Feeds

Google FAILS in attempt to nix Gmail data-mining lawsuit

No, Mr Ad Giant, you can't scan world+dog's emails without explicit consent

Choosing a cloud hosting partner with confidence

Google faces a torrid court battle in the US after a judge ruled that a class action lawsuit brought against the company that challenges its practice of scanning emails for ad-targeting can proceed.

Mountain View had protested against plaintiffs in the case, who claimed that Google had breached several stateside laws including wire-tapping and privacy legislation.

But Judge Lucy Koh in San Jose's district court denied Google's attempt to rip up the lawsuit - which was brought by nine complainants.

It has been claimed by the plaintiffs, according to court documents, that Google "has violated state and federal antiwiretapping laws in its operation of Gmail."

Google was unsuccessful in its argument that Gmailers had consented to having their messages scanned when they signed up to the email service as part of "the ordinary course of its business."

The judge disagreed with the Chocolate Factory and further noted that non-Gmail users were not able to consent to such data-slurping behaviour. She said:

Plaintiffs who are not Gmail or Google Apps users are not subject to any of Google's express agreements. Because non-Gmail users exchange emails with Gmail users, however, their communications are nevertheless subject to the alleged interceptions at issue in this case.

The Register asked Google to comment on this story, but it had not got back to us at the time of writing.

In the summer, Google's motion to dismiss the lawsuit revealed some choice quotes about the company's data-handling practices.

"Just as a sender of a letter to a business colleague cannot be surprised that the recipient's assistant opens the letter, people who use web-based email today cannot be surprised if their emails are processed by the recipient's [email provider] in the course of delivery," the motion said.

"Indeed, 'a person has no legitimate expectation of privacy in information he voluntarily turns over to third parties.'" ®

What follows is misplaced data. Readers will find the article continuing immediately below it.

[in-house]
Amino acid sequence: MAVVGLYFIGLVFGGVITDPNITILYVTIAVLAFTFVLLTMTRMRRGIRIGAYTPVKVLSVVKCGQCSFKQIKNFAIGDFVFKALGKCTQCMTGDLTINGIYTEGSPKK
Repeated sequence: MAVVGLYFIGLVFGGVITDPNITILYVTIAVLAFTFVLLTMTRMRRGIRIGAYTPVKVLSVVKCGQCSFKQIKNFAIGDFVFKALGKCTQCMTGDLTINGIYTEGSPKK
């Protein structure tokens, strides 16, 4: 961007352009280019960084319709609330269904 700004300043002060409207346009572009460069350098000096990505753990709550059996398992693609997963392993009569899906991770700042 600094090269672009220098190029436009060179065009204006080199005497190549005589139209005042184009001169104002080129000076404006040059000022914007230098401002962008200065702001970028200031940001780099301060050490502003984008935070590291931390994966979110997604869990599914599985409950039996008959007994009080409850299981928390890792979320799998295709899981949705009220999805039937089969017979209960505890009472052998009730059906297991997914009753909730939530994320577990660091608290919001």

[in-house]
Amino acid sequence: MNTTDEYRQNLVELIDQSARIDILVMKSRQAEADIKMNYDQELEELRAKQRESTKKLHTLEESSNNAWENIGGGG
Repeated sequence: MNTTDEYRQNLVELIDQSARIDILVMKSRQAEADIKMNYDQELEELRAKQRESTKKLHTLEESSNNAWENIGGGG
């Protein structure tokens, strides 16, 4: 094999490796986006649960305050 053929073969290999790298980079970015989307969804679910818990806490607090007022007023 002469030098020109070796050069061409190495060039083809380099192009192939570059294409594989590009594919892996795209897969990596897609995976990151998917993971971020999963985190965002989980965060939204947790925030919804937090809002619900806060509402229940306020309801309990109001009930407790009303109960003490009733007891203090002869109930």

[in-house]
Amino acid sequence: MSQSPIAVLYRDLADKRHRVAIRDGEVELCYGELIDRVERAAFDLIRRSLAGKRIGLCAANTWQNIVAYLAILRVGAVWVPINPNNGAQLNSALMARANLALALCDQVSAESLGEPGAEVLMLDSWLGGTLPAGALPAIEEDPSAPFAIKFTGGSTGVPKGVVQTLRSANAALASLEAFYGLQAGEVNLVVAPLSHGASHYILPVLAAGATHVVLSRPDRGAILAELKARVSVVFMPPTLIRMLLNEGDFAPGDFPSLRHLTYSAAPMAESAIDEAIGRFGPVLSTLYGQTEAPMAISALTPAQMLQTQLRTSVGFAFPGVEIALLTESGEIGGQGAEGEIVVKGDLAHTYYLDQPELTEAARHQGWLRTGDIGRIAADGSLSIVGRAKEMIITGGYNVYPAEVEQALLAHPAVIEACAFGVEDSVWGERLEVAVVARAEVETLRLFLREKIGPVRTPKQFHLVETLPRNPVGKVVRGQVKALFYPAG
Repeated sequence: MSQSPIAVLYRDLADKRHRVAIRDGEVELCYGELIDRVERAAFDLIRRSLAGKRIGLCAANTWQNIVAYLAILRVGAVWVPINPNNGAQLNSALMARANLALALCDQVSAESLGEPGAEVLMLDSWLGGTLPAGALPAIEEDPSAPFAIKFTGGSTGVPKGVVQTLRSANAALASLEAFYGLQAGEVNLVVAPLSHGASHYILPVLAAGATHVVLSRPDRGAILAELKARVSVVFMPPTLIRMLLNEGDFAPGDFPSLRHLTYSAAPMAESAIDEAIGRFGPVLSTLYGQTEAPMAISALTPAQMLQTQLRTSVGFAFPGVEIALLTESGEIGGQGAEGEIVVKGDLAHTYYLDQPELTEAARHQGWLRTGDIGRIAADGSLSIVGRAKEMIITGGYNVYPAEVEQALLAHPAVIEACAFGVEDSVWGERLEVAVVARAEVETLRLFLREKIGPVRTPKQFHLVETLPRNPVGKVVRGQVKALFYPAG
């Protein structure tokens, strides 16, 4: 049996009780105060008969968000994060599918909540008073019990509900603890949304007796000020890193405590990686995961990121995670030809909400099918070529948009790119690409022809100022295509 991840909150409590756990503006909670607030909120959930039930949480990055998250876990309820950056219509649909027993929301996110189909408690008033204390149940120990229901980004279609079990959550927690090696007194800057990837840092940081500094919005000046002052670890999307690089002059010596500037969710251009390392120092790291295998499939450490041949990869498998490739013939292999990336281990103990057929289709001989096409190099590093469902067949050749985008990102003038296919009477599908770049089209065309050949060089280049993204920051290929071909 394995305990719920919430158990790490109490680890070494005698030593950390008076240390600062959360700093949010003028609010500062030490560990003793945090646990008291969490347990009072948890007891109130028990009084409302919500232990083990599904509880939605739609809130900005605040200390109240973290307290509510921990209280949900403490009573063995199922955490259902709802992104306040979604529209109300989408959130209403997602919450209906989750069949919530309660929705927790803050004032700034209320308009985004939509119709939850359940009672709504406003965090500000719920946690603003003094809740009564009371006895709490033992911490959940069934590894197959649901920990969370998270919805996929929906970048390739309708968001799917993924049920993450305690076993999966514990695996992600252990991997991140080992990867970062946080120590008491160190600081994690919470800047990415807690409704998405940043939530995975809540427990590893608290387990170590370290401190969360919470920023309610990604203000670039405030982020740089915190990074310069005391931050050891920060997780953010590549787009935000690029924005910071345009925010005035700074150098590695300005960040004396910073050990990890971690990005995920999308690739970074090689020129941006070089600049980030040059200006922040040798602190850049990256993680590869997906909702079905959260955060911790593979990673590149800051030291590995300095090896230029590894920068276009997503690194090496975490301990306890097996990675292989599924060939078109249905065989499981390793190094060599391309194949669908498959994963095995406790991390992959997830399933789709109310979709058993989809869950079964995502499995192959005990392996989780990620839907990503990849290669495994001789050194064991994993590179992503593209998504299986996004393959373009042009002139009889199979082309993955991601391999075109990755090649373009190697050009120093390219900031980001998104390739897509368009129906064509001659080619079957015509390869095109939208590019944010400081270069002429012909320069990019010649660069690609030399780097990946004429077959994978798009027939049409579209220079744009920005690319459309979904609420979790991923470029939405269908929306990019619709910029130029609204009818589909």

The next step in data security

More from The Register

next story
Phones 4u slips into administration after EE cuts ties with Brit mobe retailer
More than 5,500 jobs could be axed if rescue mission fails
Israeli spies rebel over mass-snooping on innocent Palestinians
'Disciplinary treatment will be sharp and clear' vow spy-chiefs
Apple CEO Tim Cook: TV is TERRIBLE and stuck in the 1970s
The iKing thinks telly is far too fiddly and ugly – basically, iTunes
Huawei ditches new Windows Phone mobe plans, blames poor sales
Giganto mobe firm slams door shut on Microsoft. OH DEAR
Phones 4u website DIES as wounded mobe retailer struggles to stay above water
Founder blames 'ruthless network partners' for implosion
Found inside ISIS terror chap's laptop: CELINE DION tunes
REPORT: Stash of terrorist material found in Syria Dell box
Show us your Five-Eyes SECRETS says Privacy International
Refusal to disclose GCHQ canteen menus and prices triggers Euro Human Rights Court action
prev story

Whitepapers

Providing a secure and efficient Helpdesk
A single remote control platform for user support is be key to providing an efficient helpdesk. Retain full control over the way in which screen and keystroke data is transmitted.
Saudi Petroleum chooses Tegile storage solution
A storage solution that addresses company growth and performance for business-critical applications of caseware archive and search along with other key operational systems.
Security and trust: The backbone of doing business over the internet
Explores the current state of website security and the contributions Symantec is making to help organizations protect critical data and build trust with customers.
Reg Reader Research: SaaS based Email and Office Productivity Tools
Read this Reg reader report which provides advice and guidance for SMBs towards the use of SaaS based email and Office productivity tools.
Security for virtualized datacentres
Legacy security solutions are inefficient due to the architectural differences between physical and virtual environments.